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The grate is welded to the bottom of the firepot. I ended up adding 2 more "ears" to attach the ash dump and blower inlet. I have the forge almost completed now. I'll try to get some pictures up tomorrow.

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In the beginning I used rivet forges and railroad forges to get started. Then I ran into a number of old retired wagon smiths who used brick tire forges. So after learning about them and liking how they worked, I took a masonry class and built my own. Sorry I don't have a better picture of it. When I started moving to different shops I liked the tire forge design so had one built in steel. I used this one with cast iron fire boxes and for the last 9 years with the steel fabricated firebox and tuyere that is in the back of my book, "A Blacksmithing Primer". It's worked very well, but when I build a new one I will go up to 3/8" thick walls. The 1/4" lasted all this time with all of the forge welding and large stock I forge, but one plate has started to warp. The grate is machined to blow the air into the center of the firebox so heat to the sides is only residual. The angle of the sides contributes to how well this works, too.

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I was following this thread last night from the very beginning and I realized that I didn't have any pictures of my forge that I could post. When I was left home unsupervised this afternoon, it seemed to me like a real good time to take a couple of snaps. So I dragged some of the equipment I've restored over the past two years out of the dilapitated shed in my back yard. I only finished making 10' x 12' pad last week to firm up the gravel to support the weight. Now the forge won't sink into the ground when I roll it out. And not in the picture yet, I'm building a small table to hold my vise and some tools.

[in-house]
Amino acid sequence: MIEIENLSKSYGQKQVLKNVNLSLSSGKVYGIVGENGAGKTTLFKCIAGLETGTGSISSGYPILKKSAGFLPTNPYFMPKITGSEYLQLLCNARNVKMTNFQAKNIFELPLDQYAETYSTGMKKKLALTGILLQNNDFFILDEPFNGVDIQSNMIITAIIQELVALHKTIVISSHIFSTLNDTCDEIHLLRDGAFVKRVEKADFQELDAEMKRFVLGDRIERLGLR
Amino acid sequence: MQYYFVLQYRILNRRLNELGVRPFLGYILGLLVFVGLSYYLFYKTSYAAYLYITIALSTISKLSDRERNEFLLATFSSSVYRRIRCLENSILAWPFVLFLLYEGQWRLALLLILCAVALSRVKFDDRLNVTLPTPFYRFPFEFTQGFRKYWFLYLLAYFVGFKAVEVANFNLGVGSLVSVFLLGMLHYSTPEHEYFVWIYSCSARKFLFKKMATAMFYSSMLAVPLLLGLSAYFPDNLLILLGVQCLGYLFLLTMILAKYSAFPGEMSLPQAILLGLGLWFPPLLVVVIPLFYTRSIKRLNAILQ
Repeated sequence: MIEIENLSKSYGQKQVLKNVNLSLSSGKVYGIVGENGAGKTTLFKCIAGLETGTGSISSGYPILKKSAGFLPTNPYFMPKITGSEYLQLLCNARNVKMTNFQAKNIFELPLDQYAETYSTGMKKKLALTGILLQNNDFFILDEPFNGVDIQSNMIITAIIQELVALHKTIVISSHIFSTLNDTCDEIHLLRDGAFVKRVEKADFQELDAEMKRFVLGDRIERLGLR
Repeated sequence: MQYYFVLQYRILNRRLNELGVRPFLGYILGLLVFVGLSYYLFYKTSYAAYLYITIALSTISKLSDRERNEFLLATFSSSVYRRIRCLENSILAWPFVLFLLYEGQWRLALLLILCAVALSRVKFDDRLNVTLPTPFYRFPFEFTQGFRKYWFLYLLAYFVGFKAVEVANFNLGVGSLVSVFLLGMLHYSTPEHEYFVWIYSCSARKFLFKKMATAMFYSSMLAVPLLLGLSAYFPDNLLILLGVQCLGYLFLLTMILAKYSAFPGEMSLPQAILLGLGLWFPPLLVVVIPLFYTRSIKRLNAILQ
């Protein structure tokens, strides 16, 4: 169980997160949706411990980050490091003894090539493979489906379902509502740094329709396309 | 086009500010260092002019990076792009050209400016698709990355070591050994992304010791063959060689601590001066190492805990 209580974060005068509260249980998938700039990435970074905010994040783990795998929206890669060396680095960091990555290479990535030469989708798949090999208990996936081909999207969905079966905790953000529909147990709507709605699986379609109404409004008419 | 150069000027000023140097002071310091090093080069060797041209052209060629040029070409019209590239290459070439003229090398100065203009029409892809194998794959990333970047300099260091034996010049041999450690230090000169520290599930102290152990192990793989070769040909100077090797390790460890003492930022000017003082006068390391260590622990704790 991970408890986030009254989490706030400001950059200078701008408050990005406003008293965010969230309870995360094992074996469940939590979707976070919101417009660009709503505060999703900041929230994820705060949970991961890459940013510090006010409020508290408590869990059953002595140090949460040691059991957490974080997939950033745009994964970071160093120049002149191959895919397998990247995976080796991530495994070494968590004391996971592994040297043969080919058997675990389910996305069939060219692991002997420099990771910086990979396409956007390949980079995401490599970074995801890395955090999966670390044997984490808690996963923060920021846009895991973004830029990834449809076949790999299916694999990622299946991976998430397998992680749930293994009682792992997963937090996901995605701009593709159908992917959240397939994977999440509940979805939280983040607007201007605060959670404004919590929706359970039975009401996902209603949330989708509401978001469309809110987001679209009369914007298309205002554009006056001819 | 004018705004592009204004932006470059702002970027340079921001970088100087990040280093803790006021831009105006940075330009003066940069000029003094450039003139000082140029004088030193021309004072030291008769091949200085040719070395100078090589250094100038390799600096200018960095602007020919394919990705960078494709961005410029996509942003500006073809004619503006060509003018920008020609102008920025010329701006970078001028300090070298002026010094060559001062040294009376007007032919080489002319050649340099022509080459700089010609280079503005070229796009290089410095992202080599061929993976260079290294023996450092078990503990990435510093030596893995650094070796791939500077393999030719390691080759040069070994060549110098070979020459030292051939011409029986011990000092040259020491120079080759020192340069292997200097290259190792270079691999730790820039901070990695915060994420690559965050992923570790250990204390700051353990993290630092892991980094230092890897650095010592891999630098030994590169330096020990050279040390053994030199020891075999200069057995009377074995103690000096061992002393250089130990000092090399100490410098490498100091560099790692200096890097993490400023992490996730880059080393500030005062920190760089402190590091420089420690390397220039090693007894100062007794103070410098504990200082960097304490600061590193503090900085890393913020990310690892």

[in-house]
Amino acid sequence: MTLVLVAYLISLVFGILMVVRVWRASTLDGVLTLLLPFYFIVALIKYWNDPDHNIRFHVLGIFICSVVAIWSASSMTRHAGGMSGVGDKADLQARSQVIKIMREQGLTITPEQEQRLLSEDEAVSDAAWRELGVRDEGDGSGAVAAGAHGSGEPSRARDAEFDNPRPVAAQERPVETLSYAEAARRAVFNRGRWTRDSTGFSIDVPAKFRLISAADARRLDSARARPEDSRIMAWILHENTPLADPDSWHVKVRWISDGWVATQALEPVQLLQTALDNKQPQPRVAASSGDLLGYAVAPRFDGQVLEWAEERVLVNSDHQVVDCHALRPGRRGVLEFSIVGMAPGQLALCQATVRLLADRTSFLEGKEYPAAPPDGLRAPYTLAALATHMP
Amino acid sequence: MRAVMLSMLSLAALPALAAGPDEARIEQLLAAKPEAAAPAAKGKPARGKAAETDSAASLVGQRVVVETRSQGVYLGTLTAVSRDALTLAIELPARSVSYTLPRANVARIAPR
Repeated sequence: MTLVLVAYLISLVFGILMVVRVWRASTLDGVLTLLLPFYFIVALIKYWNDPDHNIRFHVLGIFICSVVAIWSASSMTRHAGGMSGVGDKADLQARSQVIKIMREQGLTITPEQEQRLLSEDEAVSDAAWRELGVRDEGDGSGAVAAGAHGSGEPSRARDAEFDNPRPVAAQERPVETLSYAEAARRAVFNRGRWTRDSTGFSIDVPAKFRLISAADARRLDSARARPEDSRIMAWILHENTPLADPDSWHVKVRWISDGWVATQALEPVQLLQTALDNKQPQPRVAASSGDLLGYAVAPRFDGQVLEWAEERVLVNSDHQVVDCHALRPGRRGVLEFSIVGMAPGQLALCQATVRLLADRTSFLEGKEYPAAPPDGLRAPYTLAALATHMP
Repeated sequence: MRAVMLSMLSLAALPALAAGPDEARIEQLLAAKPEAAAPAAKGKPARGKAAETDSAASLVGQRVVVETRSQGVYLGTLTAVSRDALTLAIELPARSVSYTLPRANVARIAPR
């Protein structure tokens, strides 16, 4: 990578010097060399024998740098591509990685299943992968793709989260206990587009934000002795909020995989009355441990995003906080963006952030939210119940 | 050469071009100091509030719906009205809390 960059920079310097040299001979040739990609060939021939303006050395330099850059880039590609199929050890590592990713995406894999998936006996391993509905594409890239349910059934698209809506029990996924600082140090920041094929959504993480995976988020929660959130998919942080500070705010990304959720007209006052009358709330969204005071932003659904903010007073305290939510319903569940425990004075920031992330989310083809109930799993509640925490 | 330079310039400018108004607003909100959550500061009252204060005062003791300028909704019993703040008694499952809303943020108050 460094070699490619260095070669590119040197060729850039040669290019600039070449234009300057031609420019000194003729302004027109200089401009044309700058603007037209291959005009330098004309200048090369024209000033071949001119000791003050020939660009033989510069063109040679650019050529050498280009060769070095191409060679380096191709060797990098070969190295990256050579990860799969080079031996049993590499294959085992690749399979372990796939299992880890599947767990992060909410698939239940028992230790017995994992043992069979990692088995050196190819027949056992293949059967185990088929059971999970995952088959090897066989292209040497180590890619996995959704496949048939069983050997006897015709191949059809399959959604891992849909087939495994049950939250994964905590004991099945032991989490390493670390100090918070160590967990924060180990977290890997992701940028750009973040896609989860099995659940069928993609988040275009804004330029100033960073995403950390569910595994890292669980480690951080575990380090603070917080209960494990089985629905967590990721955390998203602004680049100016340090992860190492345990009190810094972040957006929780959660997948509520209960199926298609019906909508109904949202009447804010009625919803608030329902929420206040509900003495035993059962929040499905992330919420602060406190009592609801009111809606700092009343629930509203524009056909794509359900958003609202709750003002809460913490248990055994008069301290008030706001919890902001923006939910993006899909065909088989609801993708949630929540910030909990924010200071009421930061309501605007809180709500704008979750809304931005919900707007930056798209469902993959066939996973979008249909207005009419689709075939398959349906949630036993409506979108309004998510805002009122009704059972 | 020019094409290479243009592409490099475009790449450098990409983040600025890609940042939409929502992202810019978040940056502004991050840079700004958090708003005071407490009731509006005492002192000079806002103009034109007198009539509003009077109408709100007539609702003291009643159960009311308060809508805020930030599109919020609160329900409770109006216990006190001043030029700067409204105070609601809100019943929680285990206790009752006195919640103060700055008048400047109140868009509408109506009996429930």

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Randy,
I just started re-reading your book about a week ago. Great book!
I had read "A Blacksmithing Primer" the first time two years ago and you autographed it for me at the Yesteryear Hammer In 2007. Being the first book that I read on blacksmithing, I didn't appreciate at the time how well written it was for the beginner. I even mentioned this opinion to the folks standing around the Old Dominion Blacksmiths Association library table yesterday.

And no Glenn, I was not paid for this endorsement.

Edited by Bill Roy